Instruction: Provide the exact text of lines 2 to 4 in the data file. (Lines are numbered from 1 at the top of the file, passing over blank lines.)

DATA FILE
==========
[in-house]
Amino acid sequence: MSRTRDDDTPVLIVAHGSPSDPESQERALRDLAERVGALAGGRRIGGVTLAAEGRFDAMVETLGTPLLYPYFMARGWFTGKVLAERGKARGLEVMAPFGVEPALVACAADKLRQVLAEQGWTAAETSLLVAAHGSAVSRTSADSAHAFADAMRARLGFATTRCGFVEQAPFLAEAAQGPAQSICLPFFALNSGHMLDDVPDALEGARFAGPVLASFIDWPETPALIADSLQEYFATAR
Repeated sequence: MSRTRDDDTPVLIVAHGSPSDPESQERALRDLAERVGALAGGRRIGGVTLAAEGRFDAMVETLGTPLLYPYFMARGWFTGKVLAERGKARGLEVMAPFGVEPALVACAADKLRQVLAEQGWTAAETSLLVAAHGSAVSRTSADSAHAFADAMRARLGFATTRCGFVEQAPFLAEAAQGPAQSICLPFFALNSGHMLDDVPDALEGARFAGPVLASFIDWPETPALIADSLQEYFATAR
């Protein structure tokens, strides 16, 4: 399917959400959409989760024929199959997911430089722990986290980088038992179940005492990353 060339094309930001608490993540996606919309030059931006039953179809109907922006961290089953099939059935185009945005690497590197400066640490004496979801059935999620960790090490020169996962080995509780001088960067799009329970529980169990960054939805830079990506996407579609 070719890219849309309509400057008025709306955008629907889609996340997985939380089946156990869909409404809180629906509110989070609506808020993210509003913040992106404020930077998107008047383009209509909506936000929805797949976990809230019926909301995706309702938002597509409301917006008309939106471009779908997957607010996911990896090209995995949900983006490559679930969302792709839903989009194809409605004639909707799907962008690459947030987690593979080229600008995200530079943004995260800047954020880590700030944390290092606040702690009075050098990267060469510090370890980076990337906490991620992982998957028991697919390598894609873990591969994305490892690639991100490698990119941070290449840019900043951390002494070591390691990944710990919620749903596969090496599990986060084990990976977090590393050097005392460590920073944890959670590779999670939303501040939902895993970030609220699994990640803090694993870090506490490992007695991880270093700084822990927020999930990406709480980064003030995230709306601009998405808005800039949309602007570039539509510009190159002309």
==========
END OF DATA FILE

Amino acid sequence: MSRTRDDDTPVLIVAHGSPSDPESQERALRDLAERVGALAGGRRIGGVTLAAEGRFDAMVETLGTPLLYPYFMARGWFTGKVLAERGKARGLEVMAPFGVEPALVACAADKLRQVLAEQGWTAAETSLLVAAHGSAVSRTSADSAHAFADAMRARLGFATTRCGFVEQAPFLAEAAQGPAQSICLPFFALNSGHMLDDVPDALEGARFAGPVLASFIDWPETPALIADSLQEYFATAR
Repeated sequence: MSRTRDDDTPVLIVAHGSPSDPESQERALRDLAERVGALAGGRRIGGVTLAAEGRFDAMVETLGTPLLYPYFMARGWFTGKVLAERGKARGLEVMAPFGVEPALVACAADKLRQVLAEQGWTAAETSLLVAAHGSAVSRTSADSAHAFADAMRARLGFATTRCGFVEQAPFLAEAAQGPAQSICLPFFALNSGHMLDDVPDALEGARFAGPVLASFIDWPETPALIADSLQEYFATAR
């Protein structure tokens, strides 16, 4: 399917959400959409989760024929199959997911430089722990986290980088038992179940005492990353 060339094309930001608490993540996606919309030059931006039953179809109907922006961290089953099939059935185009945005690497590197400066640490004496979801059935999620960790090490020169996962080995509780001088960067799009329970529980169990960054939805830079990506996407579609 070719890219849309309509400057008025709306955008629907889609996340997985939380089946156990869909409404809180629906509110989070609506808020993210509003913040992106404020930077998107008047383009209509909506936000929805797949976990809230019926909301995706309702938002597509409301917006008309939106471009779908997957607010996911990896090209995995949900983006490559679930969302792709839903989009194809409605004639909707799907962008690459947030987690593979080229600008995200530079943004995260800047954020880590700030944390290092606040702690009075050098990267060469510090370890980076990337906490991620992982998957028991697919390598894609873990591969994305490892690639991100490698990119941070290449840019900043951390002494070591390691990944710990919620749903596969090496599990986060084990990976977090590393050097005392460590920073944890959670590779999670939303501040939902895993970030609220699994990640803090694993870090506490490992007695991880270093700084822990927020999930990406709480980064003030995230709306601009998405808005800039949309602007570039539509510009190159002309």